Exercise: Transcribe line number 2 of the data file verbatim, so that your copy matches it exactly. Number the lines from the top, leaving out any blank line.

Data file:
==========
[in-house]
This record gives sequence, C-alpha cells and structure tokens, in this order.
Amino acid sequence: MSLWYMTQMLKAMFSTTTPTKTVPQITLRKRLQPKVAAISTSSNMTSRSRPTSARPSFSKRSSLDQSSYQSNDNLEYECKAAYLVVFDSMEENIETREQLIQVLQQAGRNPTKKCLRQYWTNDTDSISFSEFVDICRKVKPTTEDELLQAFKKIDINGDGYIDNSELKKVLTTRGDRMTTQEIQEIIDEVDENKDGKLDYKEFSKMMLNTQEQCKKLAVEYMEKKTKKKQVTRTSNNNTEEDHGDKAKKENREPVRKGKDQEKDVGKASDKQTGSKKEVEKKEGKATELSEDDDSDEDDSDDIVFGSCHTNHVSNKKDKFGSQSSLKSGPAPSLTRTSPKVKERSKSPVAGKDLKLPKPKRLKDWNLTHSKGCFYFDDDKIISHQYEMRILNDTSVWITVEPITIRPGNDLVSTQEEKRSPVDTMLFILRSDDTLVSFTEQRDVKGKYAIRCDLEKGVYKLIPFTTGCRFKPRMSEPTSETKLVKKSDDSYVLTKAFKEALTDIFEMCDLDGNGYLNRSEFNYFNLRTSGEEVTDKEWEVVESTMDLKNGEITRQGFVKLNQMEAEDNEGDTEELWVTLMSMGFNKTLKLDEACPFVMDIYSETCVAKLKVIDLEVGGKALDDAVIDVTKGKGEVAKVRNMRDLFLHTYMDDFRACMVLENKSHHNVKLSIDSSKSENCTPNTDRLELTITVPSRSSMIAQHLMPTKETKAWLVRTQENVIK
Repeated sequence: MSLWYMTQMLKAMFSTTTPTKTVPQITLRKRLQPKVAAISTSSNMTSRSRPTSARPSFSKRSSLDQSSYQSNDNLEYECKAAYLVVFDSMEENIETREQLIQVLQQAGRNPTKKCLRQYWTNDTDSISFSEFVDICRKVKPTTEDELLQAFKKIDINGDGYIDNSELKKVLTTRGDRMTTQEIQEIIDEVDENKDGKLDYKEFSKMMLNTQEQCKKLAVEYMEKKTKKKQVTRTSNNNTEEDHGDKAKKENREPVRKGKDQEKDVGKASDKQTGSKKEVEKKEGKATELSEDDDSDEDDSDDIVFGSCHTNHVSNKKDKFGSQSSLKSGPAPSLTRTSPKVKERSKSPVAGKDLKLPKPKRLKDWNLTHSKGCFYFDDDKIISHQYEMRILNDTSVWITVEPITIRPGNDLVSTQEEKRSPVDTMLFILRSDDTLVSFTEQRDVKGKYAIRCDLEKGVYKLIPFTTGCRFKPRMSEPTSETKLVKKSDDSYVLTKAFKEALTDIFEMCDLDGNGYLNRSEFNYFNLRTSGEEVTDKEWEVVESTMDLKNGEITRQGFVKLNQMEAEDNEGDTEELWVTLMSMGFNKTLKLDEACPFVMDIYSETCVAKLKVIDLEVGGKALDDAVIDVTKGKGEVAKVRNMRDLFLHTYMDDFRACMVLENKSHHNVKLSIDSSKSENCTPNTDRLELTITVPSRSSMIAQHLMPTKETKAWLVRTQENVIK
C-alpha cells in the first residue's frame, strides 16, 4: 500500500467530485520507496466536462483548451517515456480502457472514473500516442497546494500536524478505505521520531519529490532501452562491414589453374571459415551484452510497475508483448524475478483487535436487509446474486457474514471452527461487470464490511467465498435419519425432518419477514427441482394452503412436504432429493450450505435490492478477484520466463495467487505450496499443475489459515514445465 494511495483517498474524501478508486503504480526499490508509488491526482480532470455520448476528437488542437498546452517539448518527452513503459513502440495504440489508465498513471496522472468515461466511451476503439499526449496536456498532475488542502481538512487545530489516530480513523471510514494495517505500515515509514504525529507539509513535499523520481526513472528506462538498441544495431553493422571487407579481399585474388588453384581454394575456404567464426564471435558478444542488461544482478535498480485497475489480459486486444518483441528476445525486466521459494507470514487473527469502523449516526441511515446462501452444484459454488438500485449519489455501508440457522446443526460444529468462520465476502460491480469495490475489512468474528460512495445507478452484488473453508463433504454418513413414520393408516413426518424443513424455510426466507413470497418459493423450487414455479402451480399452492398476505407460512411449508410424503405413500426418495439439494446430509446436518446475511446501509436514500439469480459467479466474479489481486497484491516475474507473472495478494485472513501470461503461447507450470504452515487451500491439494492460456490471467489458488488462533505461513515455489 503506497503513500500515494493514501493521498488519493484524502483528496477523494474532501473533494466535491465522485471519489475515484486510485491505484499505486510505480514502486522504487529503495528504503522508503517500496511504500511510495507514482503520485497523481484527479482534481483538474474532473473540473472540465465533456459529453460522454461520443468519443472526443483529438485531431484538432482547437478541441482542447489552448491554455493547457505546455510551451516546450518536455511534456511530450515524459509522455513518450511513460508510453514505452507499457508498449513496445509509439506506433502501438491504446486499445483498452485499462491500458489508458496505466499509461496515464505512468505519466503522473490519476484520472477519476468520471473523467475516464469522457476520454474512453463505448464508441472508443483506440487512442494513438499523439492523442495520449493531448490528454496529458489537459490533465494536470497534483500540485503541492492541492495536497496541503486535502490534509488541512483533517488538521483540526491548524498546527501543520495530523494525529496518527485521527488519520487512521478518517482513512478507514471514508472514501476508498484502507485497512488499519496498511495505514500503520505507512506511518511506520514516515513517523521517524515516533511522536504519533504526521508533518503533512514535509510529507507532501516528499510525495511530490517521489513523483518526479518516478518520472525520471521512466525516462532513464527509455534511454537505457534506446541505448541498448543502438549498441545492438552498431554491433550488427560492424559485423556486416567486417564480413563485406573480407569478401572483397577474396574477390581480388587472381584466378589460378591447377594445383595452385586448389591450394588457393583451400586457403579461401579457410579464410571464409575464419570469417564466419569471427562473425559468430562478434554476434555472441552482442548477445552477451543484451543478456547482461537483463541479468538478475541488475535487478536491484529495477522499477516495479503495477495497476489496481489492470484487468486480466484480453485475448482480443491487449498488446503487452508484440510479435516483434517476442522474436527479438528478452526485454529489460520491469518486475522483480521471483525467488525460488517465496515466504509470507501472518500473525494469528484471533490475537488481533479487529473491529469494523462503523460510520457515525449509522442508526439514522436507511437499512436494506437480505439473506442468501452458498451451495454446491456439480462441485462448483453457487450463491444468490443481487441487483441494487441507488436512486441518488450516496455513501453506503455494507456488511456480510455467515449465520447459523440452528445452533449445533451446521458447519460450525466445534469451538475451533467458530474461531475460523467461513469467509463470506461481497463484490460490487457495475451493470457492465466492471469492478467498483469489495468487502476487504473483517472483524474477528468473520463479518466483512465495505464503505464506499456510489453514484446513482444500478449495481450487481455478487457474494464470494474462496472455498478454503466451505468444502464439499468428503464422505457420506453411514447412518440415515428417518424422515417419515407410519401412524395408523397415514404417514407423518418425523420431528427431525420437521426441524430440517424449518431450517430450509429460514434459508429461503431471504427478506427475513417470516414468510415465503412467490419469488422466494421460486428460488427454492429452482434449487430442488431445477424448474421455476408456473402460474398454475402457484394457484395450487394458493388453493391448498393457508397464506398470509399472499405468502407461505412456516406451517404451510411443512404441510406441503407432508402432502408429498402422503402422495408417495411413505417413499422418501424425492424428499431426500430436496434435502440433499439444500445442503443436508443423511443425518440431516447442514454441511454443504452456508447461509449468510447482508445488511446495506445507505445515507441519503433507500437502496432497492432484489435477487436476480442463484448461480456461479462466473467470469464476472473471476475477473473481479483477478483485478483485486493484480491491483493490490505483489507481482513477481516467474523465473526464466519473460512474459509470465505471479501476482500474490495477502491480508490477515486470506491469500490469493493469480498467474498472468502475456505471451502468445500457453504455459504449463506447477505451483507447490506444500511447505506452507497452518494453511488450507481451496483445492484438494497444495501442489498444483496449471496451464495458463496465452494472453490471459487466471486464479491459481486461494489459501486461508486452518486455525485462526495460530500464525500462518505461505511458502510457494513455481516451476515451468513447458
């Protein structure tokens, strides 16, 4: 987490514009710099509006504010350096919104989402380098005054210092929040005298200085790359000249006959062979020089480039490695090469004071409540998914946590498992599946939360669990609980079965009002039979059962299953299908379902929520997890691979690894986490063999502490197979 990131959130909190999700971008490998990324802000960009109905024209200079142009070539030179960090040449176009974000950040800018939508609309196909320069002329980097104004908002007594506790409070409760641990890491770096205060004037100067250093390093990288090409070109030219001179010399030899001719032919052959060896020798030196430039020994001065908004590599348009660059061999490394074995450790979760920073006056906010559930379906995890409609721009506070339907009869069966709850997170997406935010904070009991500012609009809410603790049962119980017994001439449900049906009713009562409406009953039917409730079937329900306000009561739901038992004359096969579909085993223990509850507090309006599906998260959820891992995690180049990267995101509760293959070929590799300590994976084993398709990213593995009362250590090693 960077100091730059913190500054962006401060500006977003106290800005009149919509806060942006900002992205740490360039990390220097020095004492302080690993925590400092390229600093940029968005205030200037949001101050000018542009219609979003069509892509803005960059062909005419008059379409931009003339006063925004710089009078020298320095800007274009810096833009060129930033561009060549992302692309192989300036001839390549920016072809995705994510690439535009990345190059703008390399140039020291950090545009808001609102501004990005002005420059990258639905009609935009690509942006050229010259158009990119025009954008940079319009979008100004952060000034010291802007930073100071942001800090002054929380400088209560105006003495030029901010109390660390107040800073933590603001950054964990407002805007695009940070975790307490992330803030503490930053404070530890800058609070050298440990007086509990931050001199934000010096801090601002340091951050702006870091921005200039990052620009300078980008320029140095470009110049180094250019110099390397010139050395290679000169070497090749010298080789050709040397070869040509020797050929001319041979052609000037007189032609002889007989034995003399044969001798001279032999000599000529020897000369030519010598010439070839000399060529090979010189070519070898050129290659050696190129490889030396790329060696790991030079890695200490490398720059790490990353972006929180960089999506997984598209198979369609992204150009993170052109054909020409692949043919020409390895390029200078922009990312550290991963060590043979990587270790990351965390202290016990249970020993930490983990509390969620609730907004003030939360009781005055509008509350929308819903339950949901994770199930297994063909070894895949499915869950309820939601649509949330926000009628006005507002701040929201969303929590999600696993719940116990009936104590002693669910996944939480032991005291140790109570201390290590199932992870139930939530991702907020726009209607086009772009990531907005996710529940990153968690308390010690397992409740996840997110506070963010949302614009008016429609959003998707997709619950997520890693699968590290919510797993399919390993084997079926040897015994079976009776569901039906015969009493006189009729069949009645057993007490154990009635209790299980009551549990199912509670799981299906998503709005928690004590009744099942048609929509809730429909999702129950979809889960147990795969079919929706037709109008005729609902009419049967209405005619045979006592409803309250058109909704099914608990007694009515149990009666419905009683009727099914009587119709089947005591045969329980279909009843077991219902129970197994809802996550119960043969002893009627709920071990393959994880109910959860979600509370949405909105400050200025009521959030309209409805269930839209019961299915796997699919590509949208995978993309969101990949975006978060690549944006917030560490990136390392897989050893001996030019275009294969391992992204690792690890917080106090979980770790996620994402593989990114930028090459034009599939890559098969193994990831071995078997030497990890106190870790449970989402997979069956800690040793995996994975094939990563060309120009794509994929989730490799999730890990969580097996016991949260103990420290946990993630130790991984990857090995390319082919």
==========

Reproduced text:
This record gives sequence, C-alpha cells and structure tokens, in this order.